Comparing attractive and competitive males

Male-male competition vs female choice: same-same or something different?


Typically, males compete with one another for access to females, and females choose their preferred suitor among competing males. This precopulatory sexual selection can have profoundly positive effects on population fitness, which could be critical for the health and management of wild and domestic species.

Previously, we have exposed these benefits by reversing sexual selection – by selecting for ‘dud’ males. We have shown, at both the phenotypic and genomic levels, that precopulatory sexual selection as a whole removes mutations.

This project aims to use evolution experiments to disentangle the conflated aspects of male-male competition and female choice, and determine what effects they have on the genome. You will have the opportunity to develop an array of critical skills, including: learning lab protocols and evolution approaches for the most widely-used model system (Drosophila), and developing quantitative and genomic data analytical skills.


Project goals:

  • Determine the physical and genetic traits that make males competitive and/or attractive
  • Determine the genetic consequences of enhancing and reversing sexual selection on males

As par of this project the successful PhD applicant will:

  • Perform lab evolution experiments with Drosophila
  • Sequence the genomes of fly populations
  • Learn critical skills in quantitative genetic and genomic data analysis.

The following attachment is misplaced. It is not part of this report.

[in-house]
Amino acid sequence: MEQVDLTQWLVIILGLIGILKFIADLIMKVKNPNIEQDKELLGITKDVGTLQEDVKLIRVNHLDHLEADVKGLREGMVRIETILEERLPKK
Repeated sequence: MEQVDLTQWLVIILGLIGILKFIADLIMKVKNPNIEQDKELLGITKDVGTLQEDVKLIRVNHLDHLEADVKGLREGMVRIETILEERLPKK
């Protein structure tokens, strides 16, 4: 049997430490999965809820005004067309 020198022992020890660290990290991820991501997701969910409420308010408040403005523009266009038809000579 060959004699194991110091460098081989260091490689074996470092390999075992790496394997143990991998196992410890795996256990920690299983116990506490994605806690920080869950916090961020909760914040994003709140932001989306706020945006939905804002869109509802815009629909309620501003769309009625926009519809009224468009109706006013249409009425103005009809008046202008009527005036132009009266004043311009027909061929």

Research team leader: Robert Dugand

I am an evolutionary biologists interested in understanding how genetic variation is maintained in face of persistent selection, particularly sexual selection. I primarily work with model organisms in the lab.

Funding and Collaborations

Funding - DP210100868 ($378,087.00)


How to Apply

Check criteria
  • To be accepted into the Doctor of Philosophy, an applicant must demonstrate they have sufficient background experience in independent supervised research to successfully complete, and provide evidence of English language proficiency
  • Requirements specific to this project -
    • Successful applicants would normally have a first class Honours degree in a relevant discipline and often a publication. Applications are invited from Australian or NZ nationals resident within AU/NZ, and international applicants currently resident in AU/NZ.
    • Selection is a competitive process and applications will be pre-screened before being formally put into the competitive process at the university level.
    • Please send a CV and cover letter to Robert Dugand ([email protected]).
Submit enquiry to research team leader 
  • Contact the research team leader by submitting an Expression of Interest form via the button below
  • After you have discussed your project with the research team leader, contact [email protected] to proceed with your application


Domestic students

All domestic students may apply for Research Training Program and University Postgraduate Awards (UPA) scholarships

International students

A range of scholarships are available from international organisations and governments. The full list, organised by country, is available on the Future Students website.

In addition, all international students may apply for International Research Training Program scholarships.

Indigenous students
Indigenous students are encouraged to apply for Indigenous Postgraduate Research Supplementary Scholarships.
Forrest Foundation scholarships
All international and Australian students who wish to study towards the degree of Doctor of Philosophy (PhD) at The University of Western Australia may apply for Forrest Scholarships.